Ahead of tomorrow’s procession into Madrid this is the last real day of racing and it’s a giant day with several big mountain passes coming before the steep climb to the highest point of the 2012 Vuelta. If there’s still any uncertainty about the winner of the race, it will all be settled later today.
The Route: the start and finish are not far apart but the race instead heads out for a long loop to add in more climbs.
- Puerto de Navafría: 10.1, 5.6%
- Puerto de Canencia: 9.8km, 3.9%
- Puerto de la Morcuera: 9.2km, 6.9%
- Puerto de Cotos: 13.8, 4.9%
The Finish: the final climb is 11.4km at 8.6% but it gets steeper and steeper as the race progresses, moving to a rough surface on what is little more than a forestry access road to the and 20% sections within the final 3km.
Note the high altitude. Ascending is gradual but as a rough rule, once above 1800m oxygen debt comes with a high interest rate that even the best struggle to repay. Attack and you can crack.
The mountains jersey will be settled today. Australia’s Simon Clarke leads the competition but by two points on Rodriguez. A special prize, the Cima Alberto Fernandez is awarded today as the finish is the highest mountain in the race and there are more mountain points than usual available on the line today.
The Scenario: everything points to a coronation for Alberto Contador although this is no victory lap. Having been done over by Contador and Saxo Bank-Tinkoff, can Joaquim Rodriguez get revenge? He can try but I think he is still better suited to the short, sharp climbs or a searing acceleration in the final moments of a race as opposed to a long range raid, he could content himself with another stage win today. Indeed we could see Rodriguez instead thinking about a plan to unseat Alejandro Valverde’s second place – mountain sherpa Nairo Quintana fell hard in a crash yesterday – but again, this would be difficult. It’s quite possible Contador, Valverde and Rodriguez camp on their overall positions, they have such an advantage on the others that they can afford to mark each other.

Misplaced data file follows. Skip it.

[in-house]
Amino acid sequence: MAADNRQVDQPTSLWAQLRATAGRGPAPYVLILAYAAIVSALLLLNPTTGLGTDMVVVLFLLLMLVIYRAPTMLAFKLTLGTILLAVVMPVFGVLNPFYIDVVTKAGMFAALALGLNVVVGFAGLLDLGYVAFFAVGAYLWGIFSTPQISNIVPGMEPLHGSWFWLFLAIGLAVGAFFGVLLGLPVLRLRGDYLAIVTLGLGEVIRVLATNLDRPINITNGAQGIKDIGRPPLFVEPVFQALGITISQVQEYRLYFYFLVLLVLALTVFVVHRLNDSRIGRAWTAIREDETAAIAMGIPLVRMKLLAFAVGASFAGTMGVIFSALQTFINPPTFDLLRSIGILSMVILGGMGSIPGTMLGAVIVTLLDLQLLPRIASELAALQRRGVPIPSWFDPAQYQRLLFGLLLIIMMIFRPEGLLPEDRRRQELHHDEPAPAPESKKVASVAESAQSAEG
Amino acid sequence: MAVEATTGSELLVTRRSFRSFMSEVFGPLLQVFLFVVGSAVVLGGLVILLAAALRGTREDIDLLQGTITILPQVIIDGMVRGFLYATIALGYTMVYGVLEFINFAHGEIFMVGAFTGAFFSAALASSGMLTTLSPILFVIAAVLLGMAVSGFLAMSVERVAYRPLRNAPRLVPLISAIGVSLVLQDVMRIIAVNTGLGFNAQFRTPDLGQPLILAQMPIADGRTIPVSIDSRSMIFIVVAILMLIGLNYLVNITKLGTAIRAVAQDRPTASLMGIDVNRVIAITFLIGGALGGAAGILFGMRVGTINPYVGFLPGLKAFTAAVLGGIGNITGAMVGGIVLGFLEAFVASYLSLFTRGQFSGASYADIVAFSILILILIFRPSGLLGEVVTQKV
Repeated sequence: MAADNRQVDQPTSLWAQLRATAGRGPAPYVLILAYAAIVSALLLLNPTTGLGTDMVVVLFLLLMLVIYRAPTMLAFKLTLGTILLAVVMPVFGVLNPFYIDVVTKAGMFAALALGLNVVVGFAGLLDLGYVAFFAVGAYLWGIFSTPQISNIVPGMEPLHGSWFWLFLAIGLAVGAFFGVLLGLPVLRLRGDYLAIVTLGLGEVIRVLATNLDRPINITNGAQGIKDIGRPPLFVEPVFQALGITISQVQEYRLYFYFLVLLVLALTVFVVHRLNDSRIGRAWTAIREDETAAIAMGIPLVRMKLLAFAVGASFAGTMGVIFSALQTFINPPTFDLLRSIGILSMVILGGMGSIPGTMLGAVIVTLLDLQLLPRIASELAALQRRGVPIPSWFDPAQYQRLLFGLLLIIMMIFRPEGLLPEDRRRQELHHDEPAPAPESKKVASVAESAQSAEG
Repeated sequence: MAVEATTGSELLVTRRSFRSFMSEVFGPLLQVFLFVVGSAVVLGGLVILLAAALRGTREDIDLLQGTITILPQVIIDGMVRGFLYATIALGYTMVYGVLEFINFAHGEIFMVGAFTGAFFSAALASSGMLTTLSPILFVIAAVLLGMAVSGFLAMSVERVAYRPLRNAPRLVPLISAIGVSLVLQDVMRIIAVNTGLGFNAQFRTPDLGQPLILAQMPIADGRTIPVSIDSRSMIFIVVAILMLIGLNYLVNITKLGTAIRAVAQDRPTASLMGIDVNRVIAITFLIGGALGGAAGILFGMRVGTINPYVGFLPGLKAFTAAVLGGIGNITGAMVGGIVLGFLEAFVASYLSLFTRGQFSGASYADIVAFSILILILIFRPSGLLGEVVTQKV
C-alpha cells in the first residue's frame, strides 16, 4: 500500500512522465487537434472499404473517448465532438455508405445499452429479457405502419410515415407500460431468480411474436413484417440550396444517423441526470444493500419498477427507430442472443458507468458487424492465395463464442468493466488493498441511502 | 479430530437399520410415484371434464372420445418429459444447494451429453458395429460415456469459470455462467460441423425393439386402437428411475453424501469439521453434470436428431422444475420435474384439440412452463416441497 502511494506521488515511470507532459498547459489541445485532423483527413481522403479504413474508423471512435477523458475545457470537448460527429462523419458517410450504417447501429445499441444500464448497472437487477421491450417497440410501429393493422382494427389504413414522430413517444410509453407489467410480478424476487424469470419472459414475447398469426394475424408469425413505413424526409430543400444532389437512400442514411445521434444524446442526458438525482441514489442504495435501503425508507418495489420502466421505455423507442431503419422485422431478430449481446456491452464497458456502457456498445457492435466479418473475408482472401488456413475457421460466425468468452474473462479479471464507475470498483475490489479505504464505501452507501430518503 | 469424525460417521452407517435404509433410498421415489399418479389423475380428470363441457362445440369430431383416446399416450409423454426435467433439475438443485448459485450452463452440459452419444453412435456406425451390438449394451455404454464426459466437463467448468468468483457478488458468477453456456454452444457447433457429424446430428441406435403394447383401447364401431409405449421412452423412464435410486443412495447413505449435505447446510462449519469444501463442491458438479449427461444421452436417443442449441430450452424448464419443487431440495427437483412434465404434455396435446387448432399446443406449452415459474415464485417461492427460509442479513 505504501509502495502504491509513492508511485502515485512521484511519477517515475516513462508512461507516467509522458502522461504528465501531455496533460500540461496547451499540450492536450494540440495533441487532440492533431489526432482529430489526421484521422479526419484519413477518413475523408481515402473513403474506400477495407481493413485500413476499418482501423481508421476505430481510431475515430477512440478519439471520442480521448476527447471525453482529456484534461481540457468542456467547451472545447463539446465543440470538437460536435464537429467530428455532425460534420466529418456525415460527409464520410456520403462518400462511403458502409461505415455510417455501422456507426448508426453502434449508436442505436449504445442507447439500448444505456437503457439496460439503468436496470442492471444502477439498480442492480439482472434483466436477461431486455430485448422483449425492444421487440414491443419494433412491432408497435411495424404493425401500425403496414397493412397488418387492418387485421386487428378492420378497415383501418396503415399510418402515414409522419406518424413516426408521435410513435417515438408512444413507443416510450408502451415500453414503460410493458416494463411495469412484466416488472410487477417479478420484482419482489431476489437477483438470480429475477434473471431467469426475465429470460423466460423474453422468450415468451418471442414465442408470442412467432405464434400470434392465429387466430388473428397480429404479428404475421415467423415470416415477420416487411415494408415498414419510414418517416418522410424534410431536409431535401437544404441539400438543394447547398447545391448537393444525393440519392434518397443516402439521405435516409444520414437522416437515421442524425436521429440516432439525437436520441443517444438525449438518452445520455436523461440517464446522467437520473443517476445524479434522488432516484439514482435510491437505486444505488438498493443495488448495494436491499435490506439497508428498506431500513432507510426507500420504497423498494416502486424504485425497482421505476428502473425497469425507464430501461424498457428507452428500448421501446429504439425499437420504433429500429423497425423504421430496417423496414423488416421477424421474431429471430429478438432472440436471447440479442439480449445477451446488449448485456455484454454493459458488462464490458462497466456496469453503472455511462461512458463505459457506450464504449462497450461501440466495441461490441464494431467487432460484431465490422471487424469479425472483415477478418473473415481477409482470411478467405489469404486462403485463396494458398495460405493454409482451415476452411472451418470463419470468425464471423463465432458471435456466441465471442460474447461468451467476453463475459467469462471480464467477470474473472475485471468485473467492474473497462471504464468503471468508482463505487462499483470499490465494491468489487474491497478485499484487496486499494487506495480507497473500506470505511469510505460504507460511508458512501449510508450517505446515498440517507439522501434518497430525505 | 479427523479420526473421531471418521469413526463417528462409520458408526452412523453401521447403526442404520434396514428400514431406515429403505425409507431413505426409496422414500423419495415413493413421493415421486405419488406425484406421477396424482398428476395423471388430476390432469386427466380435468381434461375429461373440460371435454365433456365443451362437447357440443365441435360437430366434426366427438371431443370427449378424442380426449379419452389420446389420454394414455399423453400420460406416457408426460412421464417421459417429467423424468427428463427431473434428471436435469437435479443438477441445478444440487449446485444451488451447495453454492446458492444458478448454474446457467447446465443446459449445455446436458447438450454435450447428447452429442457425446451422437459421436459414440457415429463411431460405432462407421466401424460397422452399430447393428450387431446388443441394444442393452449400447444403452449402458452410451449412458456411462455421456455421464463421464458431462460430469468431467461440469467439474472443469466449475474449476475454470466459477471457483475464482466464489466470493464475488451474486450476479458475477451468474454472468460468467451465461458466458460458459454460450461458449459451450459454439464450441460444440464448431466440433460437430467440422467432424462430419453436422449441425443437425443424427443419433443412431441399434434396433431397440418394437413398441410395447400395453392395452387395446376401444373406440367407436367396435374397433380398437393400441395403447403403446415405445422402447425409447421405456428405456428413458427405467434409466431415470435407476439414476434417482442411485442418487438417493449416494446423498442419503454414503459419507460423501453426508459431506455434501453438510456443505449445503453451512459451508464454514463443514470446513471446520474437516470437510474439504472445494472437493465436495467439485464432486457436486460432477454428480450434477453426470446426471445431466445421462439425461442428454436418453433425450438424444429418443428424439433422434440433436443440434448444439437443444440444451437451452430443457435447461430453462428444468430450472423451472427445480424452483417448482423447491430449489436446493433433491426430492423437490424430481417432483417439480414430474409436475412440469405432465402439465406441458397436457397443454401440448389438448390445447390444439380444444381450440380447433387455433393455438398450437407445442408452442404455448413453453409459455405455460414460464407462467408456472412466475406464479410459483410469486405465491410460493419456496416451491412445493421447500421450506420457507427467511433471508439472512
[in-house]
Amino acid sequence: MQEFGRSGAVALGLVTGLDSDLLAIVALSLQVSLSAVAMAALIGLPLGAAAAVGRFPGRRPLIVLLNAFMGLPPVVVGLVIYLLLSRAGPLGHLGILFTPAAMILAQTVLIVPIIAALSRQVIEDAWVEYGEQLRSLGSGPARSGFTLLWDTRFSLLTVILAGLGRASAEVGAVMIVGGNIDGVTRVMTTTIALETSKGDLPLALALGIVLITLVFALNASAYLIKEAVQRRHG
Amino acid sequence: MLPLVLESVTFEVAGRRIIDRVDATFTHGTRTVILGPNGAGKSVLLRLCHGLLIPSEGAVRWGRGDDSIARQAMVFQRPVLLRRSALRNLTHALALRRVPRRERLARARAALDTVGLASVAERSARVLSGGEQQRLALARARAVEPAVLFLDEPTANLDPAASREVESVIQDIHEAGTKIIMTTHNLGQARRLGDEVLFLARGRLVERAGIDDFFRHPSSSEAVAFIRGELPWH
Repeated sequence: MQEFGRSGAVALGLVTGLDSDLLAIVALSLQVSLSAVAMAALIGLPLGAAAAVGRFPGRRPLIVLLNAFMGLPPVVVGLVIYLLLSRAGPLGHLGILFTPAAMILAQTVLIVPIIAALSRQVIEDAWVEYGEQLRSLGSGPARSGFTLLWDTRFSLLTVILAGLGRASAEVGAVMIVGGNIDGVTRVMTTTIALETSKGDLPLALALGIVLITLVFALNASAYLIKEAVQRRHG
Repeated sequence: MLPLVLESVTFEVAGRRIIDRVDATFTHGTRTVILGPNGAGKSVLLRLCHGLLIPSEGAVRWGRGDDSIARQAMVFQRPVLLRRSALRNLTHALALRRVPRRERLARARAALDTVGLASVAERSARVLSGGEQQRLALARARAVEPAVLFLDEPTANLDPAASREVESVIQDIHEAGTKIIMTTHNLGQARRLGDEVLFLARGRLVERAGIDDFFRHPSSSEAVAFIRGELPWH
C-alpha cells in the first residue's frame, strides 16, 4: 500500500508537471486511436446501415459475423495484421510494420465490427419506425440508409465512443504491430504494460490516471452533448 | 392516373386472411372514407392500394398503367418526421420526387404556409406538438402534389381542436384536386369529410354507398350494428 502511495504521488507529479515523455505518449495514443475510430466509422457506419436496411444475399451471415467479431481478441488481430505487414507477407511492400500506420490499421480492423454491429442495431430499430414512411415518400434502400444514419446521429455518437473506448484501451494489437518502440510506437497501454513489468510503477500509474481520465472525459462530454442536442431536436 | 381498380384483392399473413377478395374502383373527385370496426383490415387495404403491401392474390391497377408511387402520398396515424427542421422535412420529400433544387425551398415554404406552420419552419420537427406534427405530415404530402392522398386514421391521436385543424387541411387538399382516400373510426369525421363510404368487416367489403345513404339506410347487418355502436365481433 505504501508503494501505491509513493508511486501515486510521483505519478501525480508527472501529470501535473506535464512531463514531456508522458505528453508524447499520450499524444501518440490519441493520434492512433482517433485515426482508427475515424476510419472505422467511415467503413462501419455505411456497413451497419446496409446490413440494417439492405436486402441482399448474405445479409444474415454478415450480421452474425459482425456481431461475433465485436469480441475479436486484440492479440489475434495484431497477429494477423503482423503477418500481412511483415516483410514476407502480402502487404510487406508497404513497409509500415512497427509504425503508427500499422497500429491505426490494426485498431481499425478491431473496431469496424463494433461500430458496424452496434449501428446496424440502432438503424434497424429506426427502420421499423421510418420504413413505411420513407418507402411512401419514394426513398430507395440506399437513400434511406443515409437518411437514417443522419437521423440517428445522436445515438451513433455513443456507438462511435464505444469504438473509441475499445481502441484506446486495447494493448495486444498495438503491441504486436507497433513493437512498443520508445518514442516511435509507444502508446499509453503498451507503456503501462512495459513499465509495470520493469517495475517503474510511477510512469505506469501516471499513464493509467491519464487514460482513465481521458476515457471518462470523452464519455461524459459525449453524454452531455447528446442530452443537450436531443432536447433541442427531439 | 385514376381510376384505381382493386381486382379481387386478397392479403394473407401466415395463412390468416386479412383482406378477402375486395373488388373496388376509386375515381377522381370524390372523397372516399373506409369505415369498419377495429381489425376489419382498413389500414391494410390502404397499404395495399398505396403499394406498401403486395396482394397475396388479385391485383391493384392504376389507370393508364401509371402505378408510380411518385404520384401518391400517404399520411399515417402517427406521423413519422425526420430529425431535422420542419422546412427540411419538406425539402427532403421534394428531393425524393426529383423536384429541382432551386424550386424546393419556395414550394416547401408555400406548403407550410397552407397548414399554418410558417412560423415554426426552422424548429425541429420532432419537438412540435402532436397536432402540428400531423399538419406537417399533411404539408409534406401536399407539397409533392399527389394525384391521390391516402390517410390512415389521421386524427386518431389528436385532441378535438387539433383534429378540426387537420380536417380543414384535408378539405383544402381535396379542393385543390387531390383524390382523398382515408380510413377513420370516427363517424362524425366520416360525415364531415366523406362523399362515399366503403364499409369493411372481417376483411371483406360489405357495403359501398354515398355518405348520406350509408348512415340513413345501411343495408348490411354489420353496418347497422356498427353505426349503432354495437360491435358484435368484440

Instead there are still places in the top-10 to settle and if the TV cameras might not pick up the action between the likeable Laurens Ten Dam or Andrew Talansky then don’t ignore the fight. A high finish is important in sporting terms but remember 8th place overall lands as many UCI points as a podium spot in a classic like the Amstel Gold Race.
Weather: warm and sunny with temperatures of 26° (75°F) in the valleys.
TV: video from 3.30pm Euro time, and possibly earlier. Don’t miss the final hour to see the action on the final climb. Even if the action is in the final 30 minutes it comes after a gradual process of attrition.
Local Rider: Alberto Contador. Ok, he’s not from the foot of the Bola del Mundo but the mountains are in the Madrid region and it is here that Contador trains a lot. He knows the climb well and can count on plenty of regional support. Spanish cycling seems to sit midway between France and Italy when it comes to regional support, with the Italians being very attached to their region – even the pro teams have a regional take – whilst the French can be attached to local riders, everyone is still celebrated.
Bola what? Bola del Mundo means a globe and the mountain is strictly known as the Alto de las Guarramillas.